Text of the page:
As the amount of data created daily increases (already at 2.5 Quadrillion bytes a day allegedly ) ML techniques are allowing us to cluster, organise and appropriate this data into actionable information. This is especially true in the realm of Cyber Security. Don't be scared of the term Machine Learning, it really just means a computer that can learn to do something without being explicitly programmed for that task. The process typically involves training the machine to do a task (i.e. Let's have a quick look at some of the ways we encounter ML every day in Cyber Security.
Self-organization can be broadly defined as the ability of a system to display ordered spatio-temporal patterns solely as the result of the interactions among the system components. Processes of this kind characterize both living and artificial systems, making self-organization a concept that is at the basis of several disciplines, from physics to biology to engineering. Placed at the frontiers between disciplines, Artificial Life (ALife) has heavily borrowed concepts and tools from the study of self-organization, providing mechanistic interpretations of life-like phenomena as well as useful constructivist approaches to artificial system design. Despite its broad usage within ALife, the concept of self-organization has been often excessively stretched or misinterpreted, calling for a clarification that could help with tracing the borders between what can and cannot be considered self-organization. In this review, we discuss the fundamental aspects of self-organization and list the main usages within three primary ALife domains, namely "soft" (mathematical/computational modeling), "hard" (physical robots), and "wet" (chemical/biological systems) ALife. Finally, we discuss the usefulness of self-organization within ALife studies, point to perspectives for future research, and list open questions.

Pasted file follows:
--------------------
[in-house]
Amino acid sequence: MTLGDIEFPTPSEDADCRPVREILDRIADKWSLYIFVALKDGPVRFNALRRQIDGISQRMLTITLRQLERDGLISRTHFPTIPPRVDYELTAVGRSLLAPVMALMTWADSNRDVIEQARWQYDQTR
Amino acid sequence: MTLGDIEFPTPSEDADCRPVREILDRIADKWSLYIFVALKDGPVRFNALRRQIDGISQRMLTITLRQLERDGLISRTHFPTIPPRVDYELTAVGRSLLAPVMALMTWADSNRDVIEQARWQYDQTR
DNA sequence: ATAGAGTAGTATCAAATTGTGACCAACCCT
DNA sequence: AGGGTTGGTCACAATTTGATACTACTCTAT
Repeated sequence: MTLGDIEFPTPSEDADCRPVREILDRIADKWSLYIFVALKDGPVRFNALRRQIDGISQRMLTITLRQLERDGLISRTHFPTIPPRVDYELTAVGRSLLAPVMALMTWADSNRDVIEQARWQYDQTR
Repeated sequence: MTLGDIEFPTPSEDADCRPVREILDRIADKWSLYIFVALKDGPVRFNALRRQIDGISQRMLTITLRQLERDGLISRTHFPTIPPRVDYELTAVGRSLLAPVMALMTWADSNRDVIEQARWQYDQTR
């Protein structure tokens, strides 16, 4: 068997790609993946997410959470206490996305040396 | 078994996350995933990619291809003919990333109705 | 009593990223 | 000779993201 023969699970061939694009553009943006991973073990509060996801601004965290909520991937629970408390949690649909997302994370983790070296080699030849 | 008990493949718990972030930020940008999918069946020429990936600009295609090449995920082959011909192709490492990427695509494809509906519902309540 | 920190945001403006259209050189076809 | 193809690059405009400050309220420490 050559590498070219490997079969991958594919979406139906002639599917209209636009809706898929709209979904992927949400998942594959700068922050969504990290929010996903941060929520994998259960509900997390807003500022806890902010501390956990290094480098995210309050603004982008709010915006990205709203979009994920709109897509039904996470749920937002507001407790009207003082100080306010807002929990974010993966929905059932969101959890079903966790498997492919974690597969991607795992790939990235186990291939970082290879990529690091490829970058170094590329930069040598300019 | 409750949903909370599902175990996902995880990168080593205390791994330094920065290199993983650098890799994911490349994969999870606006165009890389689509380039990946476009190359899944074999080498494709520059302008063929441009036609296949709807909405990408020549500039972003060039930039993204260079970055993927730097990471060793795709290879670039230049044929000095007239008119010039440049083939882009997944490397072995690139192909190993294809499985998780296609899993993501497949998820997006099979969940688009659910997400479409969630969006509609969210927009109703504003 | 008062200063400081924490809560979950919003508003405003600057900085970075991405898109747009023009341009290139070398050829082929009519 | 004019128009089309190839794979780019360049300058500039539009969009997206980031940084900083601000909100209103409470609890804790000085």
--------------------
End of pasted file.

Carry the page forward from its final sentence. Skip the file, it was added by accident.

Reservoir Computing (RC) is a popular methodology for the efficient design of Recurrent Neural Networks (RNNs). Recently, the advantages of the RC approach have been extended to the context of multi-layered RNNs, with the introduction of the Deep Echo State Network (DeepESN) model. In this paper, we study the quality of state dynamics in progressively higher layers of DeepESNs, using tools from the areas of information theory and numerical analysis. Our experimental results on RC benchmark datasets reveal the fundamental role played by the strength of inter-reservoir connections to increasingly enrich the representations developed in higher layers. Our analysis also gives interesting insights into the possibility of effective exploitation of training algorithms based on stochastic gradient descent in the RC field.